Case Update: Fighting USDA for Animal Welfare RecordsPosted on September 21, 2017
In early 2017, the United States Department of Agriculture (USDA) suddenly removed public access to thousands of animal welfare reports concerning enforcement of the Animal Welfare Act (AWA), a federal law that regulates research labs, puppy mills, zoos, circuses, and more. The Animal Legal Defense Fund pledged to sue the USDA, and we did.
A court recently decided to dismiss our lawsuit. Last week we filed an appeal of that decision.
Our lawsuit argued that removing access to the database violates the Freedom of Information Act (FOIA), but the judge dismissed on the grounds that FOIA does not provide a remedy to enforce the USDA’s obligation to publish records.
The judge also dismissed our claims under the Administrative Procedures Act (APA), which allows courts to set aside agency actions if they are “arbitrary, capricious, an abuse of discretion, or otherwise not in accordance with law.” Without addressing whether the USDA’s action was arbitrary or capricious, the court dismissed our claim on the basis that FOIA provides an adequate remedy.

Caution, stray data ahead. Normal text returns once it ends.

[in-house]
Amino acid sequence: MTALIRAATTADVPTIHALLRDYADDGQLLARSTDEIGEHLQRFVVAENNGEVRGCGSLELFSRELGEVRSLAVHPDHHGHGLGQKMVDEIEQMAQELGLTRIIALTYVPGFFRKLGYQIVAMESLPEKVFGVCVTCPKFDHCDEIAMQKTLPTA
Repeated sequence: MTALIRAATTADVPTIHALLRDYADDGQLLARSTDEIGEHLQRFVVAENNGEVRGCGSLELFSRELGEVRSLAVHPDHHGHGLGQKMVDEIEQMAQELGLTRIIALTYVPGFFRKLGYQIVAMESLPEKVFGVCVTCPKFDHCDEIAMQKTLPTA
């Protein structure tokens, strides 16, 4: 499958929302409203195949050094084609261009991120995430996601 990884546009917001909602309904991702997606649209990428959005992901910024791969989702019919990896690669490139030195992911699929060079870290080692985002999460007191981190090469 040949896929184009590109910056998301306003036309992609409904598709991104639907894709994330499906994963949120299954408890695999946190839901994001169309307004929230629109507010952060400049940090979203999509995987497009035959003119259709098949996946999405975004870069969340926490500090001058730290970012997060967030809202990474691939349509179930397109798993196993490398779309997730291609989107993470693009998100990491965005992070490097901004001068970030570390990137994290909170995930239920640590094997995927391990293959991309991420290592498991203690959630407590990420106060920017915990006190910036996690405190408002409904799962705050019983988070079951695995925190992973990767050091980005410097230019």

In other words, the court decided that the Animal Legal Defense Fund should submit traditional FOIA requests to the USDA if we want to see any records. Our appeal argues that forcing animal protection organizations to rely on individual FOIA requests is a significant burden. Records that were previously immediately accessible at no cost now require every animal protection organization to manage voluminous FOIA requests that take months, even years, to process. Not to mention the possibility of large fees.
We want you to have the latest information on this case because we know how important it is to you, and to the animals we fight for using the evidence from animal welfare records.
We won’t ever give up on fighting for the animals.